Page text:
Reflecting on Our 2017 Homestead

So it’s already February and I probably should have written this post last month but ya know, we all get busy right? Or sometimes I get lazy. Sometimes, I’m going in 12 different directions, trying to juggle all my creative projects and making the Beard go insane. But I’ve finally set aside time to give you all the good, the bad, the tears, and the laughs that 2017 brought us. And let me tell you, I went through all the emotions — bordering on schizophrenic. But we made it! And we also want to let you in on some things we have planned for 2018.

2017 — The birth of our homestead.

What went well on our 2017 homestead


We successfully raised and sold pet rabbits. We sell Lionheads and Holland Lop bunnies for pets. These two breeds are the best for pets because of their small size and because they’re freaking adorable. Oh and their shit is amazing! Literally. The garden is gonna be happy this year. This was probably the number one thing that went well in 2017. Thanks to The Beard’s uncle for getting us freakishly obsessed with animals, particularly rabbits. Rabbit lady is the new cat lady.


Okay so our rabbits were definitely top notch bitches and bucks, but our chickens were pretty awesome too. The Beard brought home 5 of his uncle’s Buff Orpingtons for my birthday! Man does he know how to treat a woman. Definitely a favorite gift. Or when he brings me home house plants or seed packets. Ya I’m cooler than you think. Anyways, back to the chickens. And like anyone who knows a damn about chickens, you can NEVER EVER have enough. They are like spiders multiplying in every corner of their coop. But the only difference is that I’m the one putting them there. So, still on my birthday — we had to get some feed for our new pretty hens and low and behold, the store sells baby chicks. And so we had to have more…. I’m a sucker for Rhode Island Reds and unbeknownst to me, also Barred Rocks. 15 chicks later, we were all set up to have a full on hatchery. The Beard’s aunt and uncle who homestead on 30 acres let us borrow their galvanized trough, heat lamp, and chick feeder set up. Of course, when we got the baby chicks — it had to be record breaking freezing temperatures. I’m talking -36 degree cold as shit weather! Your face is frozen before you can even open the door the entire way. But 2 heat lamps, a couple moving blankets, constant warm water — and 14 of our 15 chicks survived, no matter the fire hazard. I really don’t know how I did it. Honestly, I think it was those bad ass chicks all on their own and I am just stealing the credit. But then again, we were feeding and watering those little babies every hour. And then someone else contacted us and they had 4 hens that were laying and they needed to get rid of them before they moved. So ya we were sporting over 20 chickens like a boss. The first time we walked out to the coop and there were eggs, we were screaming we were so excited. A dance party may have ensued shortly after that. That is the moment we thought we could rule the world as homesteaders! Little did we know, a couple weeks later — we would have a coon and a hawk problem. Since though, we have predator proofed the coop. Or so we think. Only time will tell. But all in all, we have had a really successful month raising our chicks. We got them in December so clearly there is still more we have to figure out.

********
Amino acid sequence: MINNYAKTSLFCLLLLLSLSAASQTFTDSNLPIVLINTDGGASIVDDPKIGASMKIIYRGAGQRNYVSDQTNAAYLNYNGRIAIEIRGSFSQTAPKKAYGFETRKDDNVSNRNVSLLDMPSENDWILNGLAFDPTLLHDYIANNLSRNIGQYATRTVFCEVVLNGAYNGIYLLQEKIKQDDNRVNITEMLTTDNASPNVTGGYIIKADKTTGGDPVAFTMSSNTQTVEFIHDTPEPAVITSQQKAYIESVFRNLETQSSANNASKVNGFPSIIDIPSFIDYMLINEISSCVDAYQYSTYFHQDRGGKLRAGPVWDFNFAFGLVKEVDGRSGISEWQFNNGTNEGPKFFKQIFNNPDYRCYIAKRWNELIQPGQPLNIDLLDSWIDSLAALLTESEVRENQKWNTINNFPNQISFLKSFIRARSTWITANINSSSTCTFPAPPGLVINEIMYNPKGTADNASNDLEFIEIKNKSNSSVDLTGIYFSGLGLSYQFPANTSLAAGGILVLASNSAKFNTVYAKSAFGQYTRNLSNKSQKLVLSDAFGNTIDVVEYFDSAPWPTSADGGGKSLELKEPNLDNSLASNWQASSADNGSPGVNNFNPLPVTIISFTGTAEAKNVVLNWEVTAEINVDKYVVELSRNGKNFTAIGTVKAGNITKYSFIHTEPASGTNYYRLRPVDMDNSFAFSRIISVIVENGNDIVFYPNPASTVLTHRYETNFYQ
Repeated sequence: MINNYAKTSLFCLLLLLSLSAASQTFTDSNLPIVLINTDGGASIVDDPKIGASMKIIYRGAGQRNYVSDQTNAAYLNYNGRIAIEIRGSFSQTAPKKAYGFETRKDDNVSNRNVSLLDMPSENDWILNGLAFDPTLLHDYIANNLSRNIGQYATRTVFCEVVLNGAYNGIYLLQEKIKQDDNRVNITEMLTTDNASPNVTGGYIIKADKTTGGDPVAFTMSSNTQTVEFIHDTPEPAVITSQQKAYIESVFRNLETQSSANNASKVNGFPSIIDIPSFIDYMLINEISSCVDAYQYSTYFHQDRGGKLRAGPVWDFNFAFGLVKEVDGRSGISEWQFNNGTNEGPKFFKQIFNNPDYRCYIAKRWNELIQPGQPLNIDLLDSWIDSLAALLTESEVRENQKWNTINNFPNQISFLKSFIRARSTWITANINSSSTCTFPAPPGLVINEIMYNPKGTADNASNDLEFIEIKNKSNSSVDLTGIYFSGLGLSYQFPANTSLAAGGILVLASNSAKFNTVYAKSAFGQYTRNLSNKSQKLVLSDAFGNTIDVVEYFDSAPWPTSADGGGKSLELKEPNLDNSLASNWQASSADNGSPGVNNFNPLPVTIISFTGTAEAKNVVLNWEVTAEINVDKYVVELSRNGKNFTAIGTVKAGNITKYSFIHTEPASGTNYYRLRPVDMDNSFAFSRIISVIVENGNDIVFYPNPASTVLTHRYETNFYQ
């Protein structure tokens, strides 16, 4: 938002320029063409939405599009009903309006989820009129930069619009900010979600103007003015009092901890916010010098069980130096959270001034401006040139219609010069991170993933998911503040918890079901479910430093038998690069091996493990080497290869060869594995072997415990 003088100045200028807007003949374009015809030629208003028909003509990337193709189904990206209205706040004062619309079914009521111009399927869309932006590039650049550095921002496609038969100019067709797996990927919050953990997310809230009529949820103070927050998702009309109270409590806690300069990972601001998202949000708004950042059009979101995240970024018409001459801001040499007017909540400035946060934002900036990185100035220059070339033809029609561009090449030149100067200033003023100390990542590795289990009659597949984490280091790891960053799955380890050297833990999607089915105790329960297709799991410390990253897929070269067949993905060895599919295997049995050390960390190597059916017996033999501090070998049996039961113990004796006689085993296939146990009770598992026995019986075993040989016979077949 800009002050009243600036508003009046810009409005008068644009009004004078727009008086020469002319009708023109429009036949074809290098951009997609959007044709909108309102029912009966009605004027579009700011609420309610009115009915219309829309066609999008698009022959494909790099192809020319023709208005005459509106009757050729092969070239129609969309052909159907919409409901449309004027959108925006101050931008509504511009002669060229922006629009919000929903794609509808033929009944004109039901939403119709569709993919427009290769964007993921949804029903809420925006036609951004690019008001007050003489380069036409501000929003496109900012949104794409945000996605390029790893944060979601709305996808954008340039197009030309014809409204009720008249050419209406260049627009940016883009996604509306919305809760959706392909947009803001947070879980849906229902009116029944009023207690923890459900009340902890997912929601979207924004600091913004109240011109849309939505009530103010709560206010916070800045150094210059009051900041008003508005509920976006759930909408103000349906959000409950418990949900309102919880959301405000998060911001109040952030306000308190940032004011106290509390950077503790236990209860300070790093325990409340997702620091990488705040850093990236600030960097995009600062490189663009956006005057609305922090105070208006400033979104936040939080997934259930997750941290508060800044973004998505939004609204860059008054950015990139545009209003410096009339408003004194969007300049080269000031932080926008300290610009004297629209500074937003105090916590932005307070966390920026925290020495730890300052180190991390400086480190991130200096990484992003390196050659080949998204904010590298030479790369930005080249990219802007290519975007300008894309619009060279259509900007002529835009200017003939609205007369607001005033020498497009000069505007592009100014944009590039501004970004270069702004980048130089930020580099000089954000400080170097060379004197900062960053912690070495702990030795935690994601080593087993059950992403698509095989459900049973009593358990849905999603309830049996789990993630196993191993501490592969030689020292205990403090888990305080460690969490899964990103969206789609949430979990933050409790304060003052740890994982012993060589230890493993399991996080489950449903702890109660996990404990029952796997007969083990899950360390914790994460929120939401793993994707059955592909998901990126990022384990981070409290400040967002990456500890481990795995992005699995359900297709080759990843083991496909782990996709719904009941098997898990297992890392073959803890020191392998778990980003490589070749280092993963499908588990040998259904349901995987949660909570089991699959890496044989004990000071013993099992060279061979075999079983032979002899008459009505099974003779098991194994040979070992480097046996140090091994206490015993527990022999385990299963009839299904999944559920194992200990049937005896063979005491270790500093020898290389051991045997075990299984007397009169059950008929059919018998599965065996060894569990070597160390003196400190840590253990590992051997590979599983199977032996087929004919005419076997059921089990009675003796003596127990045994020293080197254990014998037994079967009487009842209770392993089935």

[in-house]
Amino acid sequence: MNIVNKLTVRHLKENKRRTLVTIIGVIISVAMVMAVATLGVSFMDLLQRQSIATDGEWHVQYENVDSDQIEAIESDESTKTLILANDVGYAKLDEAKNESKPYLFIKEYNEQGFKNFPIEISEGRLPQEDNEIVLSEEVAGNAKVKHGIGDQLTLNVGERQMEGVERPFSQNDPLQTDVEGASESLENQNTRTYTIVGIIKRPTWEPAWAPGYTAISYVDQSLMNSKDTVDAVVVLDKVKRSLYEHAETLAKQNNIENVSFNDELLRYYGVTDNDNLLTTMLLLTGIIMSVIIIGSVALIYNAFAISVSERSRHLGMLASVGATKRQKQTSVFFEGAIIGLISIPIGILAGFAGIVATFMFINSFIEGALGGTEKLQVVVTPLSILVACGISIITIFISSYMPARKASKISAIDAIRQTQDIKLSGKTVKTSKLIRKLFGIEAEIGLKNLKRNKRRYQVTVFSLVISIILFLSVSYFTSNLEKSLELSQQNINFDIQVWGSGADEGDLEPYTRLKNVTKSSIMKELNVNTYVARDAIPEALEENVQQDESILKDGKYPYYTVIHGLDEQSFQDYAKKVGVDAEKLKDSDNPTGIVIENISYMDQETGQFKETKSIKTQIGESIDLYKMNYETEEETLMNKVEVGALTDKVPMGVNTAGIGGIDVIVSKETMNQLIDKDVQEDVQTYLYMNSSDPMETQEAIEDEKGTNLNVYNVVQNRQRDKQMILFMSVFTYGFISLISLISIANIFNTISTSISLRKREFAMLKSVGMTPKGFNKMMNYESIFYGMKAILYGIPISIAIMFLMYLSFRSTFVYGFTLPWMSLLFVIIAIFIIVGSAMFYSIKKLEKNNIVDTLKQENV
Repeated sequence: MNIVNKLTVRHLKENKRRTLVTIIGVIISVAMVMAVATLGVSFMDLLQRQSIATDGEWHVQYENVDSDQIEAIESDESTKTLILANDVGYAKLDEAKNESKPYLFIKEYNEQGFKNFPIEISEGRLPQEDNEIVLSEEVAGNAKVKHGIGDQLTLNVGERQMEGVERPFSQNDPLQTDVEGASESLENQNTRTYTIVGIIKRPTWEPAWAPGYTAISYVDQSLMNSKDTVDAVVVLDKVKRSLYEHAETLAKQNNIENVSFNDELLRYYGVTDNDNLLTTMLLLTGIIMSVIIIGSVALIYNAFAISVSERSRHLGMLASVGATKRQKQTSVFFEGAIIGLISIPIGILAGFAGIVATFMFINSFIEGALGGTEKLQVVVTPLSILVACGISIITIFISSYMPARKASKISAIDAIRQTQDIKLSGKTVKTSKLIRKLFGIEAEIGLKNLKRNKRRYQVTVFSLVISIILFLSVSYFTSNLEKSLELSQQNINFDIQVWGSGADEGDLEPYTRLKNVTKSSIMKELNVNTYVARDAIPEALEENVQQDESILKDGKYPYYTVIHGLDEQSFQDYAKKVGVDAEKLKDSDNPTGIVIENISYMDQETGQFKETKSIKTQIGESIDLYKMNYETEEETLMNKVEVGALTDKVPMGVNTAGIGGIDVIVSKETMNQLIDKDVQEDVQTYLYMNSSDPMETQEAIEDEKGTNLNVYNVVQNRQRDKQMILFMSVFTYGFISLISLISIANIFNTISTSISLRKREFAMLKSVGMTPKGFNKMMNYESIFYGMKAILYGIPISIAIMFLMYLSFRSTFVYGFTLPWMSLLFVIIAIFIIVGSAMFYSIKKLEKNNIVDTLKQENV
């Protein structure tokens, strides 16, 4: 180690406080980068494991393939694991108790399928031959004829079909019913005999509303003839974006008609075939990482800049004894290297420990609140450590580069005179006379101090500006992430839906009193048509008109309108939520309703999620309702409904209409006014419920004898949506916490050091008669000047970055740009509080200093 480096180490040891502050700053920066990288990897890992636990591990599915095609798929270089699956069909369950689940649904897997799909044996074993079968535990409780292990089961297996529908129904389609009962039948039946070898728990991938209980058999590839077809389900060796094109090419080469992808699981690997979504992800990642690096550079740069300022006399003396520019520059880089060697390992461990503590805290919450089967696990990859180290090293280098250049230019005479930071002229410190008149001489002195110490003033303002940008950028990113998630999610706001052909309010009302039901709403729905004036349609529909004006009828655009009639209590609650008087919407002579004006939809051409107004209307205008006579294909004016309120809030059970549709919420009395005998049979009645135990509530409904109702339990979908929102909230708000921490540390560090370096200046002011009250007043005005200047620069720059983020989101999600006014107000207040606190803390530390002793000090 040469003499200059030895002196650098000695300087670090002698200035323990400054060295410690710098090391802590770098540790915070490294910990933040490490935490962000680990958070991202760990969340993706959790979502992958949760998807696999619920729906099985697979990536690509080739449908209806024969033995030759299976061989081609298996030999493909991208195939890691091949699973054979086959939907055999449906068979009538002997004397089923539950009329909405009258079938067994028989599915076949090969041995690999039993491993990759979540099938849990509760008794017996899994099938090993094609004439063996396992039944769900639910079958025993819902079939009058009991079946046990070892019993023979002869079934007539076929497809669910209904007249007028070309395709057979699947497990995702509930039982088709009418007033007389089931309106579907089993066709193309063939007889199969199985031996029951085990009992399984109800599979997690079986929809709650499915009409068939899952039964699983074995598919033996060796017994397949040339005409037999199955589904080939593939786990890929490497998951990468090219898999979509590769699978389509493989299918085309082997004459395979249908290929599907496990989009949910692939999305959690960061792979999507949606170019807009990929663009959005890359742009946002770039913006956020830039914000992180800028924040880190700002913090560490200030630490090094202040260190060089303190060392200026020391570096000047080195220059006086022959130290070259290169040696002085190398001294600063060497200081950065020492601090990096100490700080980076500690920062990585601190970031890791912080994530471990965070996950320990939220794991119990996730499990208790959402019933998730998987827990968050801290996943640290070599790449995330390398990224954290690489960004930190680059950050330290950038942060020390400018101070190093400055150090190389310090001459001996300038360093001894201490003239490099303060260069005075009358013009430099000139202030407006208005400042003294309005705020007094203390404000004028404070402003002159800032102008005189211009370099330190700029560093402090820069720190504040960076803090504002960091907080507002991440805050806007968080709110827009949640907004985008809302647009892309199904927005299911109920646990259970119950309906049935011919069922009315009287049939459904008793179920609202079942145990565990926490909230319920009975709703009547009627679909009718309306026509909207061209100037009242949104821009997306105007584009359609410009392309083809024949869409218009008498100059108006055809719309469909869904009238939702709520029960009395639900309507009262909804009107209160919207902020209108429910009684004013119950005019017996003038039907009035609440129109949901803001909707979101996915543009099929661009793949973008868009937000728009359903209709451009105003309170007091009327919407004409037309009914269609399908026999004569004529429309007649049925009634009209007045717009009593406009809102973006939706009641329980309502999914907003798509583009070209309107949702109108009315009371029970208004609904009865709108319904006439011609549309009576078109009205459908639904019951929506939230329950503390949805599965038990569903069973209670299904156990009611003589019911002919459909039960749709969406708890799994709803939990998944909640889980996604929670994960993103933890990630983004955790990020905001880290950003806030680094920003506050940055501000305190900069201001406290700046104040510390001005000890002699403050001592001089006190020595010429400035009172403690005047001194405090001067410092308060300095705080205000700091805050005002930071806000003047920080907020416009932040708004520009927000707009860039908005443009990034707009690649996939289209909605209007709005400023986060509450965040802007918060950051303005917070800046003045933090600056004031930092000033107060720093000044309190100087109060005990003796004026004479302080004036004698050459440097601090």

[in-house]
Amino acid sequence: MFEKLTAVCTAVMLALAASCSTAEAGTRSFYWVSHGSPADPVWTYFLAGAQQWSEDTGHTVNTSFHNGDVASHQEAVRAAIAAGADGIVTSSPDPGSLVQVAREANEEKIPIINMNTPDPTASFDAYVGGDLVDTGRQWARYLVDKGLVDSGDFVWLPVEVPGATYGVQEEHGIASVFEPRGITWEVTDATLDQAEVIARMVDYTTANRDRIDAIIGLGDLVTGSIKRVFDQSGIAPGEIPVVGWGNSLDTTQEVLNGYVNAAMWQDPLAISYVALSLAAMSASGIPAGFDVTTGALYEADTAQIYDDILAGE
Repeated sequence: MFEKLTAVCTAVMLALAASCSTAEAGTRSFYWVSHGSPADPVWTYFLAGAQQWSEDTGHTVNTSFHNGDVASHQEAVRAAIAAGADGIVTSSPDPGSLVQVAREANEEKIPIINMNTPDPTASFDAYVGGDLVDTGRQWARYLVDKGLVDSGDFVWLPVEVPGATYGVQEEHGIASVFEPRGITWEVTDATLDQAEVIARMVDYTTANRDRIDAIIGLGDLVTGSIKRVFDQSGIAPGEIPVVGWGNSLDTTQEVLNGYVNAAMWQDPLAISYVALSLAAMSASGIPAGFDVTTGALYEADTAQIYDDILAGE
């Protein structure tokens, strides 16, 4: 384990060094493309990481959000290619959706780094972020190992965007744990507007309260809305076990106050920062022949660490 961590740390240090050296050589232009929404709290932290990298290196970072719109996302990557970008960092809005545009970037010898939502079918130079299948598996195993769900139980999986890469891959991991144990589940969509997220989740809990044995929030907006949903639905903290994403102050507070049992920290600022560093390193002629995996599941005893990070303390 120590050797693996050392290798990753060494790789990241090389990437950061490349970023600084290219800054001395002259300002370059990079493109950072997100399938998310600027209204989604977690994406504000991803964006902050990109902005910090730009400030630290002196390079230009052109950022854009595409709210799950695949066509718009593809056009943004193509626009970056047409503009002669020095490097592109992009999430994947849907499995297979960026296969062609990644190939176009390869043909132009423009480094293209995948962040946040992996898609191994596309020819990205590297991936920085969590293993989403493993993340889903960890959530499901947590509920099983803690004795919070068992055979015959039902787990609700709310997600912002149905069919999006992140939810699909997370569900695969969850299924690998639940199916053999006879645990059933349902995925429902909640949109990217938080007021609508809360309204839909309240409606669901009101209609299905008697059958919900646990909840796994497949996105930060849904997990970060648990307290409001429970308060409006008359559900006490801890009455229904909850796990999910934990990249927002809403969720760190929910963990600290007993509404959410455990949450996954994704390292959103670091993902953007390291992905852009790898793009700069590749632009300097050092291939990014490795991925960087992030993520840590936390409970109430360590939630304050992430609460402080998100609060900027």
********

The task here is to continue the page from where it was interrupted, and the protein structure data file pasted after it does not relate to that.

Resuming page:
Clothesline Drying